It is hoped that other nations will act upon the United States’ call for Russia to stop making nuclear threats and to end “the horror” of its war in Ukraine at a high-profile UN Security Council meeting on Thursday when top diplomats from all three countries spoke – however, they did not reach an agreement.
A significant development in the war happened this week: Russia invoked a portion of its reserves for the first time since deadly World War II during the session held alongside the annual UN General Assembly gathering of world leaders. In the meantime, President Vladimir Putin stated that if there were a threat against his country’s territory, his nuclear-armed country would use “all available means.”
Blinken called on all members of the UN Security Council to “send a clear message” to Russia, urging it to cease its nuclear threats. Previously, Putin said that the country would “certainly use all means” to defend its territory and its citizens if its territory is threatened. pic.twitter.com/VoeuCFeBnA
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Western Nations Slammed Putin’s Announcement of Referendum
Antony Blinken, U.S. Secretary of State, viewed Putin’s remarks as particularly jeopardized given the upcoming referendum in the Russian-controlled parts of eastern and southern Ukraine regarding the possibility of becoming part of Russia. It is important to note that Western nations condemned the results of those elections as illegal and non-binding. In the wake of these events, Moscow may consider any Ukrainian attempt to retake those areas as an attack on Russian territory, Blinken said.
“Each council member should convey to the rest of the council that these reckless nuclear threats must be stopped at all costs,” he added. As part of his remarks during the council meeting, France called to discuss accountability for alleged abuses and atrocities during nearly seven months of the war; Russian Foreign Minister Sergey Lavrov did not mention his country’s nuclear capability or upcoming troop mobilization.
Instead, Lavrov reiterated the usual Russian claims that Kyiv has oppressed Russian speakers in Ukraine’s east for a long time – one of the reasons Moscow has offered for the attack – and that Western support for Kyiv is a direct threat to his country. In particular, he found it cynical of states to supply Ukraine with weapons and train its soldiers, arguing that they intended to prolong the fighting so Russia would become exhausted and weak.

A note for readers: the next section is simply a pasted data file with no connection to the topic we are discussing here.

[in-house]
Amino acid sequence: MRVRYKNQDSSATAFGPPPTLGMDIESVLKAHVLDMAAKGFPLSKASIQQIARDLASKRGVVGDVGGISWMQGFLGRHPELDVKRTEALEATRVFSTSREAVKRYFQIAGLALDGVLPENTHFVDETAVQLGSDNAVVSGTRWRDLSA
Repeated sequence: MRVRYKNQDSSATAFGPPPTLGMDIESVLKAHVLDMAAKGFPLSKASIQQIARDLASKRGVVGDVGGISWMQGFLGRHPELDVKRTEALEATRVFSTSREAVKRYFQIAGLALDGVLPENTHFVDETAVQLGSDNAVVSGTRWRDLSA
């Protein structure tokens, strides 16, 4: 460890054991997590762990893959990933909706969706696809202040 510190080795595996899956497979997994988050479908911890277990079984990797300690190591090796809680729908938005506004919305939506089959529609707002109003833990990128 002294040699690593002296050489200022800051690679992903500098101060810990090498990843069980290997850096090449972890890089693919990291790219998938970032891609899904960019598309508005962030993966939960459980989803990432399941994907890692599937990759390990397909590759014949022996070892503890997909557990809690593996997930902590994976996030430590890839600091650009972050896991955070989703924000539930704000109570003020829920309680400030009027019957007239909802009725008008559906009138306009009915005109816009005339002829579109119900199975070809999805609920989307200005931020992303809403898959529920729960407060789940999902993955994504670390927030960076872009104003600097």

Tell Putin to Stop the Horror
Lavrov described the policy as implying the direct involvement of the West in the conflict. Additionally, he stated that the Ukrainian situation had become a staging ground for anti-Russian threats against Russian security, and his country would not accept this situation. Since the conflict erupted in February, several contentious meetings have taken place in Ukraine. However, Thursday’s session was the most significant of those discussions.
It shows the extent to which President Putin has disregarded the United Nations Charter, the UN General Assembly, and this council by adding fuel to the fire he has started by choosing this week during the United Nations gathering. Blinken told foreign ministers around the famous horseshoe-shaped table of the group. Please tell President Putin to end the horror he has started. We urge him to refrain from placing his own interests above the interests of the rest of the world, including those of his own people,” Blinken concluded.
Russia has a Veto Power
As a permanent member, Russia has veto power, so no action is expected against it by the council. However, the meeting was still a scarce occasion for top diplomats from Ukraine and Russia to come together in the same room. Furthermore, Lavrov is under United States sanctions, which further enhanced the rarity of the meeting. In an indication of the charged environment, Ukrainian Foreign Minister Dmytro Kuleba obstructs council staffers as they prepare to mark Ukraine’s seat next to Russia’s. In the end, the placard was moved to a different location.
Before the meeting, Kuleba joked that he would maintain a “social distance” from Lavrov. But it turned out he didn’t have to: The Russian appeared just before speaking and left right after, prompting Kuleba to quip later in his speech that “Russian diplomats flee almost as quickly as Russian soldiers.” Moreover, according to James Cleverly, the British Foreign Secretary didn’t think Lavrov was interested in hearing the council’s collective condemnation.
Lavrov’s decision not to hear other speakers in person was described by Norwegian Prime Minister Jonas Gahr Stre as a sign of insecurity in an interview with The Associated Press. A private exchange took place between Lavrov and his allies in which the latter accused the United States of concealing alleged misdeeds by the Ukrainian government under the reasoning that “he’s a son of a bitch, but he’s our son of a bitch.” Kuleba later criticized Russia for using “inappropriate slang.”
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